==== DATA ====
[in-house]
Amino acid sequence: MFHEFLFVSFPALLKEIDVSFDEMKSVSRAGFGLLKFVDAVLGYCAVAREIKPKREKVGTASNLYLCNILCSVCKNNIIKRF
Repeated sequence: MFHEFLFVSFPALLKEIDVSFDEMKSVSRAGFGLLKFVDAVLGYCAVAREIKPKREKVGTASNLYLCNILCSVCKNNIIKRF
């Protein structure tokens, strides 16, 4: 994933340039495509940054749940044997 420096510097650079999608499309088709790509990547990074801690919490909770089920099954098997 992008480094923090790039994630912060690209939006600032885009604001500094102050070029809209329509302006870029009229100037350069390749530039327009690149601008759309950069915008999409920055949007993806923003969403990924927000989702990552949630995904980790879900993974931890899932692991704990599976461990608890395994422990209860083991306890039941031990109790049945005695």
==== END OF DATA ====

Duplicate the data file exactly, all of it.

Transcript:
[in-house]
Amino acid sequence: MFHEFLFVSFPALLKEIDVSFDEMKSVSRAGFGLLKFVDAVLGYCAVAREIKPKREKVGTASNLYLCNILCSVCKNNIIKRF
Repeated sequence: MFHEFLFVSFPALLKEIDVSFDEMKSVSRAGFGLLKFVDAVLGYCAVAREIKPKREKVGTASNLYLCNILCSVCKNNIIKRF
């Protein structure tokens, strides 16, 4: 994933340039495509940054749940044997 420096510097650079999608499309088709790509990547990074801690919490909770089920099954098997 992008480094923090790039994630912060690209939006600032885009604001500094102050070029809209329509302006870029009229100037350069390749530039327009690149601008759309950069915008999409920055949007993806923003969403990924927000989702990552949630995904980790879900993974931890899932692991704990599976461990608890395994422990209860083991306890039941031990109790049945005695």